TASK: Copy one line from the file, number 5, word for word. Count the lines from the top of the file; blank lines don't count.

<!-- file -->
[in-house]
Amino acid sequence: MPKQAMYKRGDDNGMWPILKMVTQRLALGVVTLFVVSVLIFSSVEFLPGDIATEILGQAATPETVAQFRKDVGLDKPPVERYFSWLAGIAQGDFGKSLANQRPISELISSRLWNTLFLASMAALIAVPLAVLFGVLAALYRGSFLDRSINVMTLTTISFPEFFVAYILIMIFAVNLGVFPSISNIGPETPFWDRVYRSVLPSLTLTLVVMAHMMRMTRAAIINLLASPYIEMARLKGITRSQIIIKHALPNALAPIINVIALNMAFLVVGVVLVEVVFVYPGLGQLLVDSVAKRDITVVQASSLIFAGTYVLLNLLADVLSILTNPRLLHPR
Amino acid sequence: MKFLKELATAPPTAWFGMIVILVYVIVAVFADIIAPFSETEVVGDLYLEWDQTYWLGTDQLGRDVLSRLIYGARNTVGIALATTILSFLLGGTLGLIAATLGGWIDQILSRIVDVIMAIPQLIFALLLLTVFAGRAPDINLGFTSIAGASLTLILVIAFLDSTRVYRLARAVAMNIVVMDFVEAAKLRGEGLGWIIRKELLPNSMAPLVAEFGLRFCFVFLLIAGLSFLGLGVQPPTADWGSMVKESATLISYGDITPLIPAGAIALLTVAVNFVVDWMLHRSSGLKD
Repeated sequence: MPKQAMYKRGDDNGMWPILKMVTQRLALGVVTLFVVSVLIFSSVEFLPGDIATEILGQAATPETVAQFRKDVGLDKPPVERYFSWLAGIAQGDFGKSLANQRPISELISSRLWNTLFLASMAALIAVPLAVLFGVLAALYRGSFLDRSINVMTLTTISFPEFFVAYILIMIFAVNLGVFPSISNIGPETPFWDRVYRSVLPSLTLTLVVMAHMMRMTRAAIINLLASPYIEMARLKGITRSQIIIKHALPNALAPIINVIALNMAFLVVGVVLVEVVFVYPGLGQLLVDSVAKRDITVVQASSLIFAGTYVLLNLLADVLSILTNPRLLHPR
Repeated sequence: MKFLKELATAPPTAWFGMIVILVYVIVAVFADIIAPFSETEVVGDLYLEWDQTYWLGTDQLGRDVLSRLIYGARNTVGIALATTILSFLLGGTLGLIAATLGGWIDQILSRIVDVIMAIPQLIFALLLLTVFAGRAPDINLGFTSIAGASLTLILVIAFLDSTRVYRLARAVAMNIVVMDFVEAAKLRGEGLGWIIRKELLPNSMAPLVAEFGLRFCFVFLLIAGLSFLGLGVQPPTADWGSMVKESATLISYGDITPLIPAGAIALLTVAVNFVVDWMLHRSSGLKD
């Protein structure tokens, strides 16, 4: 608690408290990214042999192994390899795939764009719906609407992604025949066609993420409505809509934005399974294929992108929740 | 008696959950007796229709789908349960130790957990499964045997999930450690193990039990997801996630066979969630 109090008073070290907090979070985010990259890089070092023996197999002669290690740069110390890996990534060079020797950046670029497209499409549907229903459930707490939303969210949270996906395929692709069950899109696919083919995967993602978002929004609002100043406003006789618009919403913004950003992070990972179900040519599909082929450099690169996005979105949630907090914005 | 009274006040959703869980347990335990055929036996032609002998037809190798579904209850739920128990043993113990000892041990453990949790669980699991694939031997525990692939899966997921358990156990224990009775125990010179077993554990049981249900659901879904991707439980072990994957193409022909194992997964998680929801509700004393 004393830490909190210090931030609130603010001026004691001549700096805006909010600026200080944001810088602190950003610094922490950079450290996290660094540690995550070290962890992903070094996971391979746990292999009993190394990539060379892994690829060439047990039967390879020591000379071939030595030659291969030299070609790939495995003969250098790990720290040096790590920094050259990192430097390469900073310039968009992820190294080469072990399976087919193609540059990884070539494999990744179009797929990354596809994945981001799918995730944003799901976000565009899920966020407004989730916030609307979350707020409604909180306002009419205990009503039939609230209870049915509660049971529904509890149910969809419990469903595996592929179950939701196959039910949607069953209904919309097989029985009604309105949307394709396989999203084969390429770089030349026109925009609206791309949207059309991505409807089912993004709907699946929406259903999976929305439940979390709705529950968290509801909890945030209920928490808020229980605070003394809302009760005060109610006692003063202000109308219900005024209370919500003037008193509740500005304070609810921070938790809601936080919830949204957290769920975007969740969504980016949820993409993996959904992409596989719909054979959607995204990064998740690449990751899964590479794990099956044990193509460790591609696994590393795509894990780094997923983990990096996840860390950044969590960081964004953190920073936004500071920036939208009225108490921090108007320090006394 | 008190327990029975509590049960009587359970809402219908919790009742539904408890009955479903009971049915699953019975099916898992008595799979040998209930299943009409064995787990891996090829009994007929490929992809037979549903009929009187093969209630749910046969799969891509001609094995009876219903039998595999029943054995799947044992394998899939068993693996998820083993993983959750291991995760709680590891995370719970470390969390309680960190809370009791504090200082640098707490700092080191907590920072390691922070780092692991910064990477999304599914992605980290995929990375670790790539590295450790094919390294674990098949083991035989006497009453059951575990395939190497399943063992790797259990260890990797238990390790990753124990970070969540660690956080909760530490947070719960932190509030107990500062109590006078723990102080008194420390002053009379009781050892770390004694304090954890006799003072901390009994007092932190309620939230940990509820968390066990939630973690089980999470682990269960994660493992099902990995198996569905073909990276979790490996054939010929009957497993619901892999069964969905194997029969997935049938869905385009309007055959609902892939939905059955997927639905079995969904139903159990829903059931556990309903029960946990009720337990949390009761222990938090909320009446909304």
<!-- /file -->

Repeated sequence: MKFLKELATAPPTAWFGMIVILVYVIVAVFADIIAPFSETEVVGDLYLEWDQTYWLGTDQLGRDVLSRLIYGARNTVGIALATTILSFLLGGTLGLIAATLGGWIDQILSRIVDVIMAIPQLIFALLLLTVFAGRAPDINLGFTSIAGASLTLILVIAFLDSTRVYRLARAVAMNIVVMDFVEAAKLRGEGLGWIIRKELLPNSMAPLVAEFGLRFCFVFLLIAGLSFLGLGVQPPTADWGSMVKESATLISYGDITPLIPAGAIALLTVAVNFVVDWMLHRSSGLKD